For extra credit you can take a deeper dive into cleaning by reading my follow-up post to that original one that I linked to by Clicking HERE.  

Next Week: We get into How and Where to ride with "Routes and Navigation Basics".

Tuesday, April 27, 2021

Recon The Route: Part 2

Recon vehicle
Note: I'll have results from the lubrication poll I posted yesterday up Thursday. 

A couple of weeks ago I wrote about reconning my soon to be new commuter route to work. I went back this past weekend to check on the progress. I should note that there isn't really any good 'official' information available as to exactly what is going on, so these observation rides help fill in the blanks where that official word is lacking. 

I also need to note that this part I am checking on of the route is only the first mile or so of my commute. The main bit will remain the same. What has been going on is that I have had to 'detour' through a part of downtown Waterloo, which is out of my way, and when the new bit gets cleared up, I can return to a more direct way toward work. 

So, I grabbed the Snow Dog, my 2011 Salsa Cycles Mukluk, and headed on over to see what, if any, progress had been made since my last visit earlier this month. The first order of business was to 'sneak in' the back way to the area I wanted to see via the East dike of the Black Hawk Creek and follow it downstream to where it meets University Avenue. From there I observed the new bike pathway over the old bridge over the Black Hawk Creek. Then on toward the intersection of Falls Avenue and the end of the Sergeant Road Trail, via the tunnel underneath University Avenue.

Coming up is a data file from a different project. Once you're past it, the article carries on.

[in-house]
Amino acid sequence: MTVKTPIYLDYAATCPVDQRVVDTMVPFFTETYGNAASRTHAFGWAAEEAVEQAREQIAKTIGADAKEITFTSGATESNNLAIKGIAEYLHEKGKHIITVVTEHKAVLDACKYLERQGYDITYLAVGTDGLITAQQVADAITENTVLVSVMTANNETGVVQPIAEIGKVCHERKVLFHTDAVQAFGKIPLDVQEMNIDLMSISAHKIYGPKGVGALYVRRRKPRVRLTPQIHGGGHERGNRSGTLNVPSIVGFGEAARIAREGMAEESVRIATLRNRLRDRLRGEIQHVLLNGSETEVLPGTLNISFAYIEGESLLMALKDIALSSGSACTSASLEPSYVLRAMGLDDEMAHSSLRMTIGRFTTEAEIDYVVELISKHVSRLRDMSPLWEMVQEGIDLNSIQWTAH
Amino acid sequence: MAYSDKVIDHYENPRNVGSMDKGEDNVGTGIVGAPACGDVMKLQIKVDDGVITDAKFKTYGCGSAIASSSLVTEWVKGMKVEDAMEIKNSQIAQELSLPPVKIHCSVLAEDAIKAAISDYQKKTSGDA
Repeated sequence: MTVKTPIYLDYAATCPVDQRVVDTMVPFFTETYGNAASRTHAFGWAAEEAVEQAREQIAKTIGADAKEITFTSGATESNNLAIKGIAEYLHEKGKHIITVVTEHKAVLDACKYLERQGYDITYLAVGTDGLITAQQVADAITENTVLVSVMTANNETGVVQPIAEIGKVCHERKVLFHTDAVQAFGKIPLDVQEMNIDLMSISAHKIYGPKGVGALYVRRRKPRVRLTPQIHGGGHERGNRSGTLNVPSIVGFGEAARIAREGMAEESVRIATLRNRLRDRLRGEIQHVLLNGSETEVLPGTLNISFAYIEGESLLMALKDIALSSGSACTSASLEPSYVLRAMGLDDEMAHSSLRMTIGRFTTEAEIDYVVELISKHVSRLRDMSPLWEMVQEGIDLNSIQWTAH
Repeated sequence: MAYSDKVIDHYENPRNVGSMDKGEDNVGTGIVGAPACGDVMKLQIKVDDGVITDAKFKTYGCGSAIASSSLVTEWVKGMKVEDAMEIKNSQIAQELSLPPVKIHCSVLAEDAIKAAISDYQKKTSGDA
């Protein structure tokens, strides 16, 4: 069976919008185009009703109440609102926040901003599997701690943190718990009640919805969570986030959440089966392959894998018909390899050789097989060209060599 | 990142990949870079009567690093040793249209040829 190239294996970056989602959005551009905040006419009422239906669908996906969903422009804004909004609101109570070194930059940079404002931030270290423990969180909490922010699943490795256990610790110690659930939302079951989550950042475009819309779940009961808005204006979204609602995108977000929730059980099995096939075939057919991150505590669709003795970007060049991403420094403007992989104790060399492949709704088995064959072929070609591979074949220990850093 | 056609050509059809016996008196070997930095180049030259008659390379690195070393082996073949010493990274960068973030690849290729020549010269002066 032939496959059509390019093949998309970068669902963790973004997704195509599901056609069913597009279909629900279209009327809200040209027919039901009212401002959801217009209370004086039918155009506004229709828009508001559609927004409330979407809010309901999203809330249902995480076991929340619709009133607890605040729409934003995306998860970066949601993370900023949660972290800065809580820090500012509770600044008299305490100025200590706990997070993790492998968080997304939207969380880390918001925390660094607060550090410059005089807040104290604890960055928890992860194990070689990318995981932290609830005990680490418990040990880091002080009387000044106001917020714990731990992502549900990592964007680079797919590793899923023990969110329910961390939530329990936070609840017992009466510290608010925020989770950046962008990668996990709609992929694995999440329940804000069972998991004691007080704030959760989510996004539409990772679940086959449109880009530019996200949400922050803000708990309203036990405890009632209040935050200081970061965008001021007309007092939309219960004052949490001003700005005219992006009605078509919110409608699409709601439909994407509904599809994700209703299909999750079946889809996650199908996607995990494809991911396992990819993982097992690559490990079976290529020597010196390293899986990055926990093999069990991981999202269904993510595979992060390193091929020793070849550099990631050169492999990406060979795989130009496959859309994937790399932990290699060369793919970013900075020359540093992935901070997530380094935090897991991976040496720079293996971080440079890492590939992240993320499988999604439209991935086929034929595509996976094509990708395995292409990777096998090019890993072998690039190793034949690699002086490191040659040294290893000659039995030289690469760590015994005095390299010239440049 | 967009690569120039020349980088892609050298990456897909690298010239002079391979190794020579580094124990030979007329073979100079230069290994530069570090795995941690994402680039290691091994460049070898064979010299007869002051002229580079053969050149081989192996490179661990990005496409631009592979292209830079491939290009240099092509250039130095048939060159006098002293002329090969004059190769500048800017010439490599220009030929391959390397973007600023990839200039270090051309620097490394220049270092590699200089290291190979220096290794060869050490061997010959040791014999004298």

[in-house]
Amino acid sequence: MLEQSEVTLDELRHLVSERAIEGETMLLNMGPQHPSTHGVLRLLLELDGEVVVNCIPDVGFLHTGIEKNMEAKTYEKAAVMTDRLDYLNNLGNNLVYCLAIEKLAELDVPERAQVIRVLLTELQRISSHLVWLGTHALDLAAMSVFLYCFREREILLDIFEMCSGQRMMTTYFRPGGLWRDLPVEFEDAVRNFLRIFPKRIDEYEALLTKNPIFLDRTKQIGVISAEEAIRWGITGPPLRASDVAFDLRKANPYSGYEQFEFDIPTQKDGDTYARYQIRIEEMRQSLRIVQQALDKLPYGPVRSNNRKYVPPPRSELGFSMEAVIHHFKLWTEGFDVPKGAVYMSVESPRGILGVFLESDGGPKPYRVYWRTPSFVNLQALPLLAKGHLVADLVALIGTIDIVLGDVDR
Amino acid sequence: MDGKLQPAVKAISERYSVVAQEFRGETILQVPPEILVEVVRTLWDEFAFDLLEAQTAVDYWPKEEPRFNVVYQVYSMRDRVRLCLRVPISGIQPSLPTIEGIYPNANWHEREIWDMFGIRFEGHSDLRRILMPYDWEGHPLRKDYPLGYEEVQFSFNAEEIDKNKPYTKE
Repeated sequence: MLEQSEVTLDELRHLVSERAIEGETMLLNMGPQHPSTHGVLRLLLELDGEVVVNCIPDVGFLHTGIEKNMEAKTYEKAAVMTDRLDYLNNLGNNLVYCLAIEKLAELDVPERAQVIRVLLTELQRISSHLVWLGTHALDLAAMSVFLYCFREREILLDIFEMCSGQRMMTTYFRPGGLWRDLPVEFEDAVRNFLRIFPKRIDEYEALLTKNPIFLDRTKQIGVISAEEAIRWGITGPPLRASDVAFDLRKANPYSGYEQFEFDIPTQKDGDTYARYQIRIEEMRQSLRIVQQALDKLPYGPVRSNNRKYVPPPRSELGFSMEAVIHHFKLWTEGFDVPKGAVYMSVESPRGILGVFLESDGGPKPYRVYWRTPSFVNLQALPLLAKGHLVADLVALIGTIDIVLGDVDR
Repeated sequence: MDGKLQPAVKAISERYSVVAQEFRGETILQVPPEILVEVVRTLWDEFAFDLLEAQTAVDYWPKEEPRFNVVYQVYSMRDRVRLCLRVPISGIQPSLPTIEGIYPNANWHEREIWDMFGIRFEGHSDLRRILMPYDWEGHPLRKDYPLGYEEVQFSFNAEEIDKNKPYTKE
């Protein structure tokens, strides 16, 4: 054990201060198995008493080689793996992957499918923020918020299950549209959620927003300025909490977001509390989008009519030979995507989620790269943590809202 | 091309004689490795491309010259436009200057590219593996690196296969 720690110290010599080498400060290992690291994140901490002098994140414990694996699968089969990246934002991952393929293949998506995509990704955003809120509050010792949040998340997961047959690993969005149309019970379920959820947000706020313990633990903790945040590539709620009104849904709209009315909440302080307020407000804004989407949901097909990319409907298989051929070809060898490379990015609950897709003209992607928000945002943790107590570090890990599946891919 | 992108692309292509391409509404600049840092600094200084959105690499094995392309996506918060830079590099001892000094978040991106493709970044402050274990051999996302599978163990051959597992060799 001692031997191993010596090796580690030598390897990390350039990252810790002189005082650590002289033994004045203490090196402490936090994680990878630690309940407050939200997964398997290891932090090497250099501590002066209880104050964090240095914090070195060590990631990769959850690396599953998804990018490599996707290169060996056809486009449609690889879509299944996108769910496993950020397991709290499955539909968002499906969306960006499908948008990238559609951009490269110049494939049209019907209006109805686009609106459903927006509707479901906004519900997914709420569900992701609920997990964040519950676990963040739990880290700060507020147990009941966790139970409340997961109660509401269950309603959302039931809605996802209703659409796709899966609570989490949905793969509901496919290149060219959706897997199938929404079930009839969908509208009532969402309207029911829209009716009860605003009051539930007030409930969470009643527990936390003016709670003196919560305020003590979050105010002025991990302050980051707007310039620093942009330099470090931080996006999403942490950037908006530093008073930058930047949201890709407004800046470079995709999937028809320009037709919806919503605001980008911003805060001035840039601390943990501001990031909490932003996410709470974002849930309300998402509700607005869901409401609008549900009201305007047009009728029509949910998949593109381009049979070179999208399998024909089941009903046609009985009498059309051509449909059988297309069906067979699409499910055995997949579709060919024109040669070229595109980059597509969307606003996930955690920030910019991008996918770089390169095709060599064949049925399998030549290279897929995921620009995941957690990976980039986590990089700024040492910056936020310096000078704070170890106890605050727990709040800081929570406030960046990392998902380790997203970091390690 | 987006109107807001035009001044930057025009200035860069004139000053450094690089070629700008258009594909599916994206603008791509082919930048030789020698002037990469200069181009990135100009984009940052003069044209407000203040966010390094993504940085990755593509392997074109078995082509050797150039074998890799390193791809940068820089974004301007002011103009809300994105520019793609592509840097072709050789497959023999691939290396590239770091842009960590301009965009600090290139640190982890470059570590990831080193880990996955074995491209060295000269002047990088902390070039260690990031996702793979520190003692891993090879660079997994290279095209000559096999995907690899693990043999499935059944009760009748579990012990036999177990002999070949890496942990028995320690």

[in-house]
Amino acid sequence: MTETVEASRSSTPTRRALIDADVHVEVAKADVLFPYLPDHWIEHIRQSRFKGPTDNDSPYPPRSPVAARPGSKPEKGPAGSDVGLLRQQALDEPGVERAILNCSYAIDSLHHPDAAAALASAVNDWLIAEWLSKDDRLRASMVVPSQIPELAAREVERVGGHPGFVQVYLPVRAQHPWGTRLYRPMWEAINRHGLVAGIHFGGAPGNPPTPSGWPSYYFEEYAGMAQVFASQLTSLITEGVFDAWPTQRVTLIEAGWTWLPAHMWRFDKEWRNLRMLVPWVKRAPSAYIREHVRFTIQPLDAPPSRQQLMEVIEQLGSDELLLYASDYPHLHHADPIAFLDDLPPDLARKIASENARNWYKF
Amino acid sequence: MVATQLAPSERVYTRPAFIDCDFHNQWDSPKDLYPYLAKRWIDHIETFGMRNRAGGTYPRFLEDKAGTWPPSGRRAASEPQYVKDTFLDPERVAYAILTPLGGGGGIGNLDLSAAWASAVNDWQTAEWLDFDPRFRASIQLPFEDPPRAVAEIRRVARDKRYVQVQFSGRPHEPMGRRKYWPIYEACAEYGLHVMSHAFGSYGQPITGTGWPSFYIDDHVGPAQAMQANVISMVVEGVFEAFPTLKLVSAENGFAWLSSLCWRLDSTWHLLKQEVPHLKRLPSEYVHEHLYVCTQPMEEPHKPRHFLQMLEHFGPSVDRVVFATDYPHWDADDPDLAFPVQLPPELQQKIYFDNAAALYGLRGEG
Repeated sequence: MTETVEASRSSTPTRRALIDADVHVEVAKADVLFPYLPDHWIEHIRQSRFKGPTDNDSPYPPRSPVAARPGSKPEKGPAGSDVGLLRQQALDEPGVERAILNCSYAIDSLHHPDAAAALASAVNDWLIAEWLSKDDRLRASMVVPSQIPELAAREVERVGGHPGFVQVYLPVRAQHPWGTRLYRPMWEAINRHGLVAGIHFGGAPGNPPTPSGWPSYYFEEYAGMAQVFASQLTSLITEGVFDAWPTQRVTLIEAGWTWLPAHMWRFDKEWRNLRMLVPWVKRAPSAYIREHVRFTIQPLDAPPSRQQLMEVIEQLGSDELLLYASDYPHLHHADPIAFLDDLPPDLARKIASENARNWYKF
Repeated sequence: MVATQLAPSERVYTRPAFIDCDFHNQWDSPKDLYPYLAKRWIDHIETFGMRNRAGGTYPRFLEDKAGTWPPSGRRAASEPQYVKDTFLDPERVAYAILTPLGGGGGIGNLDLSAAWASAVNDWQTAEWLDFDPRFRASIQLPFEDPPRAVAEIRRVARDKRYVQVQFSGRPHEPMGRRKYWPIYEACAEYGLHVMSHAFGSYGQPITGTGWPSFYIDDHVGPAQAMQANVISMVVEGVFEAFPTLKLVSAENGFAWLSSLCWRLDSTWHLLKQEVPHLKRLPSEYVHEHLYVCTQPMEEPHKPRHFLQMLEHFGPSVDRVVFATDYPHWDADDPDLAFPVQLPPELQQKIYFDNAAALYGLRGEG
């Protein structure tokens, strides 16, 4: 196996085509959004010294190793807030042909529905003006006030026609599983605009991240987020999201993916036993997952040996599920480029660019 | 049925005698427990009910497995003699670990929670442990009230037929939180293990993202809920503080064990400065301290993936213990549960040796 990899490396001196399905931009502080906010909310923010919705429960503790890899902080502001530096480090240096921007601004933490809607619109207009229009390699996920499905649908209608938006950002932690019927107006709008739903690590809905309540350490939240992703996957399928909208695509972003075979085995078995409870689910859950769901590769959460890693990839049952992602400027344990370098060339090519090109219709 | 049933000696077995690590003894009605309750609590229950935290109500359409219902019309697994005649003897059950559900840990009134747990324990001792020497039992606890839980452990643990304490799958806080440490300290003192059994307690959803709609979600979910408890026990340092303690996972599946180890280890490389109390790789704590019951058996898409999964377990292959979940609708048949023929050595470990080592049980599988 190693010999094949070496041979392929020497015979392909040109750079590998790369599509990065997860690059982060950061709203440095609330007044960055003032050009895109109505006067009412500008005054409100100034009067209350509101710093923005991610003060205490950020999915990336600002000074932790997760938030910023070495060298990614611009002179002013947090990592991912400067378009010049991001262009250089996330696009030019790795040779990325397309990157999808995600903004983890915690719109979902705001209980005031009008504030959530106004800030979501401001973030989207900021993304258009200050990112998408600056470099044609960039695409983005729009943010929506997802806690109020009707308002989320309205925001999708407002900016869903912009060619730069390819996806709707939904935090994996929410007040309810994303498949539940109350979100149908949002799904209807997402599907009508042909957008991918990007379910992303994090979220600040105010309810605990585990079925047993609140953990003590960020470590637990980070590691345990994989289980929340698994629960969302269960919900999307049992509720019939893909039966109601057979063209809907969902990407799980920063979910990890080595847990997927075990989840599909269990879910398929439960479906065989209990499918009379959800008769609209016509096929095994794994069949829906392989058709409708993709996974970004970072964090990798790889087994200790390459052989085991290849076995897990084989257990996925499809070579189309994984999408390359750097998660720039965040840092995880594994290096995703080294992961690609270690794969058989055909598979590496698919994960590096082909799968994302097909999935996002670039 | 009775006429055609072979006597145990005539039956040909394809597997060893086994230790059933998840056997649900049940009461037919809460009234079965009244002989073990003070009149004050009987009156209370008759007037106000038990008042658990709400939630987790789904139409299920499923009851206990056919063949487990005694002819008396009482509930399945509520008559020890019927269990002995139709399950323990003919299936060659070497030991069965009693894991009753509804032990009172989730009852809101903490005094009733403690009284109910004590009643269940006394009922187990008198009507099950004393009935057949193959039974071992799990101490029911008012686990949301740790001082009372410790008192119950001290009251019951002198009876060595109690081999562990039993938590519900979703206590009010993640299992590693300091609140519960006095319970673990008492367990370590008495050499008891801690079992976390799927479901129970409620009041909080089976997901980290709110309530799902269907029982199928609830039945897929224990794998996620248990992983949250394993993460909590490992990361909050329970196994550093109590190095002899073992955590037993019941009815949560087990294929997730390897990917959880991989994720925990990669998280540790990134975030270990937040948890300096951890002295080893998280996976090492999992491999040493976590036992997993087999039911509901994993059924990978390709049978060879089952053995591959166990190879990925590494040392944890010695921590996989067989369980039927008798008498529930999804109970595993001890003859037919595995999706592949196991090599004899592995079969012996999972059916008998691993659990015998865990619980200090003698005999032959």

Once I observed this area I was done with recon, but not my ride, as I went on and hit up some alleys, bigger hills in Waterloo, and the nearby cemetery where I like to run every 'road' they have in there for kicks. But this post isn't about the rest of my ride. It's about what's happening along University Avenue down near my abode. So, on with the pics!

Some of the fancy-pants railing work going up along the new bike path. This used to be a lane on University Avenue.

The new tunnel under University Avenue. My son predicts that this will get all graffitteed up once it is opened.

Some important improvements have been made here since I last viewed this area.

So my biggest takeaway this time is that my fears that there was no drainage plan for the North side of University Avenue was put to rest after this visit. Clearly there is a plan. Those circled grates are drain-off areas for the rain water and snow melt, but whether or not this is connected to a storm sewer or just a transferal to the South side of the trail is not known to me. The fact that something was done is monumental though. We'll see in the future how effective this 'plan' is.